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The Effect of Detergents on the Antibacterial Activity of Disinfecting Solutions in Dentin

  • Zhejun Wang
    Affiliations
    Division of Endodontics, Department of Oral Biological and Medical Sciences, Faculty of Dentistry, University of British Columbia, Vancouver, British Columbia, Canada

    The State Key Laboratory Breeding Base of Basic Science of Stomatology (Hubei-MOST) and Key Laboratory of Oral Biomedicine Ministry of Education, School and Hospital of Stomatology, Wuhan University, Wuhan, China
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  • Ya Shen
    Affiliations
    Division of Endodontics, Department of Oral Biological and Medical Sciences, Faculty of Dentistry, University of British Columbia, Vancouver, British Columbia, Canada
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  • Jingzhi Ma
    Affiliations
    Department of Stomatology, Tongji Hospital, Tongji Medical College, Huazhong University of Science and Technology, Wuhan, China
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  • Markus Haapasalo
    Correspondence
    Address requests for reprints to Dr Markus Haapasalo, Division of Endodontics, Oral Biological and Medical Sciences, UBC Faculty of Dentistry, 2199 Wesbrook Mall, Vancouver, BC, Canada V6T 1Z3.
    Affiliations
    Division of Endodontics, Department of Oral Biological and Medical Sciences, Faculty of Dentistry, University of British Columbia, Vancouver, British Columbia, Canada
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Published:April 26, 2012DOI:https://doi.org/10.1016/j.joen.2012.03.007

      Abstract

      Introduction

      Detergents have been added into different disinfecting solutions to lower their surface tension and to enhance their antibacterial effects. The purpose of this study was to evaluate the effectiveness of dentin disinfection by different antibacterial solutions in the presence and absence of detergents using a novel dentin infection model and confocal laser scanning microscopy (CLSM).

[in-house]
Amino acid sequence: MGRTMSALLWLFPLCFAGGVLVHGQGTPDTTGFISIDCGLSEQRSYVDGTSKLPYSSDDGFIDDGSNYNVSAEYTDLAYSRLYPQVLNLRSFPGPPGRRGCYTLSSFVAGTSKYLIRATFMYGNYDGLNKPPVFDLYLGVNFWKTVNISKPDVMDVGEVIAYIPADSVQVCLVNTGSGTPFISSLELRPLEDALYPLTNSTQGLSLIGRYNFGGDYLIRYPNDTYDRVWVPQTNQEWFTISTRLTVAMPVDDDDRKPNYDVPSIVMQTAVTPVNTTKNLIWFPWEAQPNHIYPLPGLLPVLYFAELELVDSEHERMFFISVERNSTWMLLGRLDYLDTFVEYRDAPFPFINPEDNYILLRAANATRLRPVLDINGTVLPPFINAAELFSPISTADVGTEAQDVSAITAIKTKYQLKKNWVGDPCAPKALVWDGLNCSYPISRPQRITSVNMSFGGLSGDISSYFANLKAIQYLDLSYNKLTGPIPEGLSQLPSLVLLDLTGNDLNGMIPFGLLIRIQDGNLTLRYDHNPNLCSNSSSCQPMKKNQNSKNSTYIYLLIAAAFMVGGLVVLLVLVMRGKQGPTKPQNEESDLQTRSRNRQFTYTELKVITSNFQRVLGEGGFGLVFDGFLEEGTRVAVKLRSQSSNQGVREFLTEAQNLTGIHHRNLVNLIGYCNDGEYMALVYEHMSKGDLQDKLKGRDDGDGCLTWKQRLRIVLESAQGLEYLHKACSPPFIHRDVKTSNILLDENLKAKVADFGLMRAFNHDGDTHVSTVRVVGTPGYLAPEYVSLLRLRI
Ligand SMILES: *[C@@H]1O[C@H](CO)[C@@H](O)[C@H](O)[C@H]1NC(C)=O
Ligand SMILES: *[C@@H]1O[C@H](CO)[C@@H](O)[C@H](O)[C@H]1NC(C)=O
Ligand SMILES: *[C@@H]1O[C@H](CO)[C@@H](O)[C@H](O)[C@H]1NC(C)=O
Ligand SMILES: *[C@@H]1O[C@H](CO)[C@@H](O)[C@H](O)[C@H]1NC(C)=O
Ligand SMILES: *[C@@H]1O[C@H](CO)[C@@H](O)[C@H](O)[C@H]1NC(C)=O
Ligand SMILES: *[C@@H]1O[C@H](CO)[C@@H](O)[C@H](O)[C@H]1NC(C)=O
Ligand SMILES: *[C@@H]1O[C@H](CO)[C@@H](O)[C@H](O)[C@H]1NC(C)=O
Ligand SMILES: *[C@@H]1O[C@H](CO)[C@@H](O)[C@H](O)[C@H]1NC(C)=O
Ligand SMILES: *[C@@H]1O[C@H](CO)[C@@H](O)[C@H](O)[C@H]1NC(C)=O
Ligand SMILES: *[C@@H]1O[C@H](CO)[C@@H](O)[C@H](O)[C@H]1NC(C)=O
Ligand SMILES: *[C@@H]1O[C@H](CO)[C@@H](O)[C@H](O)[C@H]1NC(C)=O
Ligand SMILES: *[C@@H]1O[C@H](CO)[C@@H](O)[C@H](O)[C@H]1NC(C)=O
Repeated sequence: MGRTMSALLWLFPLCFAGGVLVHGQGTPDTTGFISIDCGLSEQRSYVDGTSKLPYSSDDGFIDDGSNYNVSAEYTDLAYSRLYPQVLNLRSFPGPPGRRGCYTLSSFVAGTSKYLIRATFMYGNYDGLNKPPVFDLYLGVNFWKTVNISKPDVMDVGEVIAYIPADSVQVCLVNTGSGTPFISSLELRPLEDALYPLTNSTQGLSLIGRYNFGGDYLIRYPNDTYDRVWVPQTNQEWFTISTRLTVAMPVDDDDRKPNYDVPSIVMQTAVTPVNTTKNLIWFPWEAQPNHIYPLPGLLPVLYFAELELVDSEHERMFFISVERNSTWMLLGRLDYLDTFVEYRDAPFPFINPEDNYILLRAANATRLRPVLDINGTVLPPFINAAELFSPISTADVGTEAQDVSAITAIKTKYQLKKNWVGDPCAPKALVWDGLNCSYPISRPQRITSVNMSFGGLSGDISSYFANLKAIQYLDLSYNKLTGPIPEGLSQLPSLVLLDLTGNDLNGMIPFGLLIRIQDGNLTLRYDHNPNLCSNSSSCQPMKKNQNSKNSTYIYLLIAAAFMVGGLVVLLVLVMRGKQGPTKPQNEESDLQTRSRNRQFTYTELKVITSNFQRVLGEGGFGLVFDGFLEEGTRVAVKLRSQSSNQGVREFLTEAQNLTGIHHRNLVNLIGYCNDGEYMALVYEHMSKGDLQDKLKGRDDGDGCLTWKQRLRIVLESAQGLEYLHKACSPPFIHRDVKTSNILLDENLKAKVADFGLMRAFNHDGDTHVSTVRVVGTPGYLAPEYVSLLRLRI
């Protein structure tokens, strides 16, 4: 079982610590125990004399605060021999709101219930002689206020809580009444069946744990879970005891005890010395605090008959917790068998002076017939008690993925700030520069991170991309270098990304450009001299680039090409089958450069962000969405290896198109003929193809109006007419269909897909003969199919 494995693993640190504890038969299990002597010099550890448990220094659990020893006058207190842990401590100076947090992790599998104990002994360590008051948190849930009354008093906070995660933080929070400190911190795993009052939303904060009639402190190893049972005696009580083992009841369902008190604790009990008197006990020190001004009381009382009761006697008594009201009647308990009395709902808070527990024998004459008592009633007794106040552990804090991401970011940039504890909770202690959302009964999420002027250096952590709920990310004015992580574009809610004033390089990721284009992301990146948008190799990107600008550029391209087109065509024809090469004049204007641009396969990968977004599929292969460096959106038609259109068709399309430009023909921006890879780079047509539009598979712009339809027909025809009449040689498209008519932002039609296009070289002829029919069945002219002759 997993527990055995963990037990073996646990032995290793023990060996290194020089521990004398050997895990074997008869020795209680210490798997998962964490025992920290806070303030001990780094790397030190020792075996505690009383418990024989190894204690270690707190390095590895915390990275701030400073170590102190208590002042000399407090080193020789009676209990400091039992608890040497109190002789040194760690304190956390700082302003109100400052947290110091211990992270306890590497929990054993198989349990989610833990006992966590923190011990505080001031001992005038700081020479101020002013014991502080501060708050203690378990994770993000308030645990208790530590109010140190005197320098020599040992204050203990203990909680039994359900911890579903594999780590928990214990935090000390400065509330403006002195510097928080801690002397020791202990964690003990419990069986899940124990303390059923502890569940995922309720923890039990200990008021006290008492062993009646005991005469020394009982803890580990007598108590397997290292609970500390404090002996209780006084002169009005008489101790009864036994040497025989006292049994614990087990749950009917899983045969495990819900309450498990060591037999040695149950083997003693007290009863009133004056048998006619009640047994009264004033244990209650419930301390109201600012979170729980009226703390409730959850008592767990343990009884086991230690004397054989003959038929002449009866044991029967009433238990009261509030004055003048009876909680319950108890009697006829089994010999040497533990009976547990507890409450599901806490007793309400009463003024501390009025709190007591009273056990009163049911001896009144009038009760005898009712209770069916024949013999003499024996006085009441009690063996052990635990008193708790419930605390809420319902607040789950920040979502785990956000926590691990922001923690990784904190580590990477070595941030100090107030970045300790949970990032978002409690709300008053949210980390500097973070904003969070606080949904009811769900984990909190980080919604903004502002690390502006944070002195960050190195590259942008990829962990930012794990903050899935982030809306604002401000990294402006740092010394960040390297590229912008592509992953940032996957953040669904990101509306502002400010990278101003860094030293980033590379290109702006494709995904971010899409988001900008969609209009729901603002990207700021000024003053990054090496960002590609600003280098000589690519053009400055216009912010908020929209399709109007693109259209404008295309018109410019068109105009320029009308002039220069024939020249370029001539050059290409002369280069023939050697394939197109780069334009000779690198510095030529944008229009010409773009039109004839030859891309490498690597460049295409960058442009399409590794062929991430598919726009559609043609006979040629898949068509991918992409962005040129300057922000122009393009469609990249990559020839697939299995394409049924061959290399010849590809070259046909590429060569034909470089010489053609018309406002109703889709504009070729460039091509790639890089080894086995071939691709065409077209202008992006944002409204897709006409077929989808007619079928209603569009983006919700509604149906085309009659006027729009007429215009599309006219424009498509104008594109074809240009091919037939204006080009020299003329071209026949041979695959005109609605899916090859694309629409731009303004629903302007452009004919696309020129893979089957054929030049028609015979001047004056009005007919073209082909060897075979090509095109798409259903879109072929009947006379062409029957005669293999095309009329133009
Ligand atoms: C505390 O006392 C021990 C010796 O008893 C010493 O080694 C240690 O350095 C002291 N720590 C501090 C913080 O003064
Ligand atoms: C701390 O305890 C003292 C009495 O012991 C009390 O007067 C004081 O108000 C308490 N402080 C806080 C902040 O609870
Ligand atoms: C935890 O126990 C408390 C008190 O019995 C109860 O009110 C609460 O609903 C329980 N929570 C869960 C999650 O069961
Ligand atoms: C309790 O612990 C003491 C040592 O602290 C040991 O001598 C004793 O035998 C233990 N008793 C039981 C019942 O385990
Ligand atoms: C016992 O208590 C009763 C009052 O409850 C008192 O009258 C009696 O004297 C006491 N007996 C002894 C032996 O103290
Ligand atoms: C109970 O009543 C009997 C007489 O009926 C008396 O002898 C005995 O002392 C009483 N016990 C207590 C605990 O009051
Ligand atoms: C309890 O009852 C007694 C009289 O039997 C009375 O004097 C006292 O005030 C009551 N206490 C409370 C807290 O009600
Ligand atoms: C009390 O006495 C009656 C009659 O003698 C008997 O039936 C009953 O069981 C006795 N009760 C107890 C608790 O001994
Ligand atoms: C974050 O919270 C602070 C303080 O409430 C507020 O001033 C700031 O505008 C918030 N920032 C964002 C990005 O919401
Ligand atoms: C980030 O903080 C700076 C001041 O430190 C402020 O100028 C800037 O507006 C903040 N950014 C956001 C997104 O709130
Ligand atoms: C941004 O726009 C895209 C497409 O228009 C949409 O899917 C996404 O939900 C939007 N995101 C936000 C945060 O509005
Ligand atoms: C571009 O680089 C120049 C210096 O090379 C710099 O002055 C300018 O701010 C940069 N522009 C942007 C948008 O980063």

Methods

      Semicylindrical dentin specimens were infected with Enterococcus faecalis by centrifugation according to a previously described protocol. After 1 day of incubation, the infected dentin specimens were subjected to 1 and 3 minutes of exposure to sterile water, 0.1% cetrimide (CTR), 2% sodium hypochlorite (NaOCl), 2% NaOCl + 0.1% CTR, 6% NaOCl, 6% NaOCl + 0.1% CTR, Chlor-Xtra (Vista Dental, Racine, WI), 2% chlorhexidine (CHX), CHX-Plus (Vista Dental, Racine, WI), 2/4% iodine potassium iodide (IPI), and IPI + 0.1% CTR. The specimens were then stained for bacterial viability and examined by CLSM to analyze the proportions of dead and live bacteria inside dentinal tubules.

      Results

      More bacteria in dentin were killed after 3 minutes of exposure than after 1 minute of exposure to the disinfecting solutions in all experimental groups (P < .05). The antibacterial solutions with detergents (0.1% CTR, 2% NaOCl + 0.1% CTR, CHX-Plus, and IPI + 0.1% CTR) showed a statistically higher proportion of dead bacteria than the corresponding solutions without detergents (sterile water, 2% NaOCl, 2% CHX, and IPI) (P < .05) except for the 6% NaOCl group (6% NaOCl, 6% NaOCl + 0.1% CTR, and Chlor-Xtra) (P > .05). Six percent NaOCl, 6% NaOCl + 0.1% CTR, and Chlor-Xtra were the most effective solutions, killing over 45% and 65% of the bacteria after 1 and 3 minutes of exposure, respectively. Only 3% to 4% of the bacteria were dead in the sterile water group, whereas 0.1% CTR alone was able to kill 24% to 36% of the E. faecalis cells.

      Conclusions

      The addition of detergents in the disinfecting solutions used in the present study increased their antibacterial effects against E. faecalis in the dentinal tubules. When used alone as a single agent, CTR showed antibacterial effectiveness comparable to 2% NaOCl, 2% CHX, and 2/4% IPI.

      Key Words

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